PTA Pain

I have vague memories of the Parent Teachers Association (PTA) in the US, where I grew up. I remember the occasional school-wide meeting being held in the evening and a fall festival here, or there, involving baked goods. I’m not sure how much of my non-memory is due to just being an average kid (that is, extremely self-involved and just not noticing what the grown-ups were doing) or if the whole thing was just lower key.

Or, perhaps, my parents had some choice in the matter.

At any rate, PTA membership in Japan is by default. They take the fees out of your bank account right along with school supplies and school lunch payments. (Lunches her are amazing, by the way. A topic for another post.) I don’t know if it’s possible to opt out, or not. I certainly don’t know anyone who has tried!

The PTA at my children’s school is arranged like a pyramid, and at the top are the officers. Beneath them are the leaders of the four councils: class representatives, safety, and … well, in Japanese they call it “public information”, the group that makes the quarterly newsletter, along with the nomination committee. (These are the guys that try to suck you into being an officer for the next school year). Underneath that are the representatives from each class, and beneath all that is everyone else.

You are expected to serve on one of these councils at least once for each child.

This year, I ended up being the class rep for the first grade.

  1.  Our job is to organize a school lunch “tasting day,” when parents can have lunch at school. But not with their child, in the Home EC room. (Both my daughter and I were disappointed by that.)
  2. Arrange and execute the washing of all the schools curtains. Twice. (I didn’t realize I should be washing my curtains at home twice a year….oops.)
  3. Collect and prepare for posting “bell marks,” the Japanese version of “Boxtops for Education,” collecting proofs of purchases that can be exchanged for school supplies.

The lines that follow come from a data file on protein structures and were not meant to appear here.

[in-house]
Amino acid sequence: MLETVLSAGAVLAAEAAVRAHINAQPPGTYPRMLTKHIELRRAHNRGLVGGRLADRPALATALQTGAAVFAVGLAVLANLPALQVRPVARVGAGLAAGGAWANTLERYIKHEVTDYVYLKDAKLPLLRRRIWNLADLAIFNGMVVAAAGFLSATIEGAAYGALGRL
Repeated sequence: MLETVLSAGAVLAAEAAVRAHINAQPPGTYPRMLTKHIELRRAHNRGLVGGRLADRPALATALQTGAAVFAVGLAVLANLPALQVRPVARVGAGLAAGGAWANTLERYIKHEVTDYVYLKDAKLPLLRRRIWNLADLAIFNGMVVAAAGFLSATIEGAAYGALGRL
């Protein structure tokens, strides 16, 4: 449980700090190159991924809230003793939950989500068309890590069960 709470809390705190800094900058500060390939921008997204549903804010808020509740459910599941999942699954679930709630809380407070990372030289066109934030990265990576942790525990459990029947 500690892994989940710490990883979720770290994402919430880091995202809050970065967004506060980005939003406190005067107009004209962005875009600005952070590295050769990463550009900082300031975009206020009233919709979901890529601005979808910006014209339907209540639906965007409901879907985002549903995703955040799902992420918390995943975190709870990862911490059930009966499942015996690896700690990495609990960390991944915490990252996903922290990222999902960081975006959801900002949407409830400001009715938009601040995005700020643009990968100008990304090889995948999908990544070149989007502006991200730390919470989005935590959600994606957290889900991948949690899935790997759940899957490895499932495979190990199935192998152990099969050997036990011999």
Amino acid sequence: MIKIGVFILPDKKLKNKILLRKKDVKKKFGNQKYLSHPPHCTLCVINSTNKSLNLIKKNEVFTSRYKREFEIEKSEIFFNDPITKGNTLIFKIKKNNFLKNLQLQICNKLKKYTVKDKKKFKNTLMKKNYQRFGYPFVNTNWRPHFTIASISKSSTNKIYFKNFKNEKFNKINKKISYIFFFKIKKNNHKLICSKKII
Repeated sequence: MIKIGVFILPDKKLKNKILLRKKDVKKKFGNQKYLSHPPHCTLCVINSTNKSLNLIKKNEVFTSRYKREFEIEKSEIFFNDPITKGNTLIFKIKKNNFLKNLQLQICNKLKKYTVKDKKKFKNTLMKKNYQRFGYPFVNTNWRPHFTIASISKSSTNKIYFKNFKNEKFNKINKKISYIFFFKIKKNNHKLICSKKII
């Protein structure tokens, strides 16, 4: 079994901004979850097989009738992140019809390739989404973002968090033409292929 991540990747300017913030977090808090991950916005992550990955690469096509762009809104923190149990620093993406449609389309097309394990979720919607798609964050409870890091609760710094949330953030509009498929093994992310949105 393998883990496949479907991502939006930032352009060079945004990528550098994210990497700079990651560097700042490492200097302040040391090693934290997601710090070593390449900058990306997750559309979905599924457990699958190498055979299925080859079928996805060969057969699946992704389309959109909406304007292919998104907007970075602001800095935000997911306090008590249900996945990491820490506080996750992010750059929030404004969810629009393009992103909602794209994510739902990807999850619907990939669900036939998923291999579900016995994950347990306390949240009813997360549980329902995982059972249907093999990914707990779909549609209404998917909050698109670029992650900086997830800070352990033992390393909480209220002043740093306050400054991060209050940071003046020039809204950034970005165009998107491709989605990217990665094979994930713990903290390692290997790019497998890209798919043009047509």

4. And lastly, mending the white smocks that children wear when distributing school lunches (in Japan, the children help prepare the lunch.)

Whew, that was quite a list!

Of course, all of these jobs require multiple letters sent home, which we prepare, and monthly meetings because … well, because this is Japan, perhaps.

Every family without fail is to volunteer for one of the tasks, either washing curtains, helping organize the bell marks, or mending the smocks.

When my oldest child started school, I was really surprised that the PTA were in charge of things that were so nitty-gritty.

I’m pretty sure, for example, the my mother never washed school curtains in her washing machine and then hauled them back to school to hang them up, still wet, after cleaning the school’s curtains rails.

So it makes me wonder …

What is PTA like in your country? Do you have to participate? What kind of things do you do?

This is an original post by our World Mom Melanie Oda from Japan.

Photo credit to the author.

Melanie Oda (Japan)

If you ask Melanie Oda where she is from, she will answer "Georgia." (Unless you ask her in Japanese. Then she will say "America.") It sounds nice, and it's a one-word answer, which is what most people expect. The truth is more complex. She moved around several small towns in the south growing up. Such is life when your father is a Southern Baptist preacher of the hellfire and brimstone variety. She came to Japan in 2000 as an assistant language teacher, and has never managed to leave. She currently resides in Yokohama, on the outskirts of Tokyo (but please don't tell anyone she described it that way! Citizens of Yokohama have a lot of pride). No one is more surprised to find her here, married to a Japanese man and with two bilingual children (aged four and seven), than herself. And possibly her mother. You can read more about her misadventures in Asia on her blog, HamakkoMommy.

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